“I’m barefoot, daddy,” Kelly would usually reply.
“I just painted my nails,” Jessica complained.
Many of our trips have turned into saving the boat bows of the docks, or the docks of our boat, depending on your perspective.
Reverse is a great brake for a moving boat, but a captain’s best friend is neutral. I write about those times when there’s no reverse, no neutral, and forward movement is the only thing that happens.
As Laureen likes to say to her friends and enemies, “We never went on vacation. Each outing turns into a kind of adventure.
As we walked past the Willow Beach Marina. Paul observed, “That’s not how I remember it. It was awesome. Lots of trees and old buildings. It was very cool.”
As I mentioned in last week’s column, Willow Beach Marina is very modern. It should have been. There is a tragic story about this place at the southern end of Black Canyon.
In 1974, a flash flood ravaged Black Canyon. Nine people died in Eldorado Canyon, a few miles south of Willow Beach.
According to the National Park Service, Black Canyon is so deep, narrow and steep that any sudden downpour can cause serious problems, not only for boaters, but also for those camping along the waterways.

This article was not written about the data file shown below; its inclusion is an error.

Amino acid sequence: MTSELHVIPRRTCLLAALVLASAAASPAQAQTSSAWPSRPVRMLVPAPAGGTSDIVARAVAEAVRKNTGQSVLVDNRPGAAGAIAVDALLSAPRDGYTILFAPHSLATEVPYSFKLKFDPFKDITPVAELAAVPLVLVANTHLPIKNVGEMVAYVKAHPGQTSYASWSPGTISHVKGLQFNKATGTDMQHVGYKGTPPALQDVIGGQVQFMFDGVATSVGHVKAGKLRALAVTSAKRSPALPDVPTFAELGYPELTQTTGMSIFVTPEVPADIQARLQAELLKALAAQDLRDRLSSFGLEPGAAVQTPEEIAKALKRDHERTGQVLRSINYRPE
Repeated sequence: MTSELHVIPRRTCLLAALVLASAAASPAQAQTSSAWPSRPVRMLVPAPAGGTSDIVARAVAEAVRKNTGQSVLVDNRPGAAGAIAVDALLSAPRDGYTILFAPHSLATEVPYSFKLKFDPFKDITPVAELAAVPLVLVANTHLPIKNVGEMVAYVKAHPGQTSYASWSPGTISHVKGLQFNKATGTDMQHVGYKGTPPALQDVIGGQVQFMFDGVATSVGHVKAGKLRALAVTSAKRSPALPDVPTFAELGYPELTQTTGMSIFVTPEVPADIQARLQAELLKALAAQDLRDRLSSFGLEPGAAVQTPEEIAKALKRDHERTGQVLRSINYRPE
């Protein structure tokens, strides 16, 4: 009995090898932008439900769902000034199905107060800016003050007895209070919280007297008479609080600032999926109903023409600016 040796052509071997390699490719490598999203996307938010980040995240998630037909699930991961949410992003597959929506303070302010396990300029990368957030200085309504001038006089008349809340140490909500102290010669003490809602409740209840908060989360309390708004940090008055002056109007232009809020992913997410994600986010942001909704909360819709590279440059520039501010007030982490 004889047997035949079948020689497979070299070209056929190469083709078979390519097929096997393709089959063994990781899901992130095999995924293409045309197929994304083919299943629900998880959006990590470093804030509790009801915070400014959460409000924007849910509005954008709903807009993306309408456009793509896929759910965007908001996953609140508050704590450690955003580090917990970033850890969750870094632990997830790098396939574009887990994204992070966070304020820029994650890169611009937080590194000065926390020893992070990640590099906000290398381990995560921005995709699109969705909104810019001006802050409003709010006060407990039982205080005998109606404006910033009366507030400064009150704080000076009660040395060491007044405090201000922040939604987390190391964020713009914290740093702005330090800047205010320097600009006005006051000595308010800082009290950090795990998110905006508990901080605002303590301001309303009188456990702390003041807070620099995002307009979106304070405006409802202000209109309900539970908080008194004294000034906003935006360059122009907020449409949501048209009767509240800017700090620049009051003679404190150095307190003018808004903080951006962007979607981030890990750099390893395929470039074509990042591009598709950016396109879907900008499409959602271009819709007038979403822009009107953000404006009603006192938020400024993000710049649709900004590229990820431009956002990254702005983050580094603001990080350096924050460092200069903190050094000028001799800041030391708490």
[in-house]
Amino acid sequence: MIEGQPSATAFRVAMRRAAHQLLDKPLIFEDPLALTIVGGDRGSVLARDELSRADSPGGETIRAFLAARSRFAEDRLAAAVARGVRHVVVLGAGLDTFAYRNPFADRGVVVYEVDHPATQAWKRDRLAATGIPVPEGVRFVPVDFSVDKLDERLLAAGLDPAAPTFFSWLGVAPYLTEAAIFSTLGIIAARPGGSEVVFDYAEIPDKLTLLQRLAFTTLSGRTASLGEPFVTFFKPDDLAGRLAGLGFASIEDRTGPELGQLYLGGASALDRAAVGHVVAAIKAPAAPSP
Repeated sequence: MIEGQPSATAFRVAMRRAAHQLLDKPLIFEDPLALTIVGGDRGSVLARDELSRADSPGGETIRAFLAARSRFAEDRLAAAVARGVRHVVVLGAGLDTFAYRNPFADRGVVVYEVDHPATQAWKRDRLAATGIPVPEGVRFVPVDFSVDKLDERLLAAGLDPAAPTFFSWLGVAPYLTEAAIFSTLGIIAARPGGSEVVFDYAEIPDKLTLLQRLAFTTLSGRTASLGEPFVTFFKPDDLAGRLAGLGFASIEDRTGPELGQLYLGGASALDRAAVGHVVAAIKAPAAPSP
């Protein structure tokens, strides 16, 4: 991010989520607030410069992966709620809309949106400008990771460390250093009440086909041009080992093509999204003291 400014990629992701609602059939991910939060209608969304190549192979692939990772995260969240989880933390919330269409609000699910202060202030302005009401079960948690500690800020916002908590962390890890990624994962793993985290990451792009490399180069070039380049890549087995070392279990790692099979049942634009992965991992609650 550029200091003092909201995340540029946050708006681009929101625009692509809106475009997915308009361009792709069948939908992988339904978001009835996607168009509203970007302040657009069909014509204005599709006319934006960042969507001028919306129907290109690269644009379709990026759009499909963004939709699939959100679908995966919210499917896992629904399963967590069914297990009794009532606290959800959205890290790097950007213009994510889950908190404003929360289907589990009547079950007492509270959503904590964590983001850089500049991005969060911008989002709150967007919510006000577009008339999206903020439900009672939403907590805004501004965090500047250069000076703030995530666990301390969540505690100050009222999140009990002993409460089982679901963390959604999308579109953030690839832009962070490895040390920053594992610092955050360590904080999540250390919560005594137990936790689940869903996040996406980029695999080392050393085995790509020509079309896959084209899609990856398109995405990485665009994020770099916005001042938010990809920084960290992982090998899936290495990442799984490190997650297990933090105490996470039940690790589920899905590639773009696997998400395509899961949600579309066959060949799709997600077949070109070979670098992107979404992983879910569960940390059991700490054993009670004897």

After a few of these unfortunate occurrences, the Willow Beach Marina has been moved a bit inland and redesigned to what tourists see today.
Around 2010, the new facilities were completed, along with the magnificent 2,000-foot bridge spanning an expanse of 900 feet over the Colorado River, just south of the Hoover Dam. The US 93 was hijacked so that it no longer crosses the roadblock. Apparently there were too many headaches for park officials with lookie-loos stopping for a photo. And we cannot forget the possible terrorist suspects who might want to blow up the roadblock.
But, on our trip, the late afternoon finally brought perfect conditions: warm temperatures and calm water.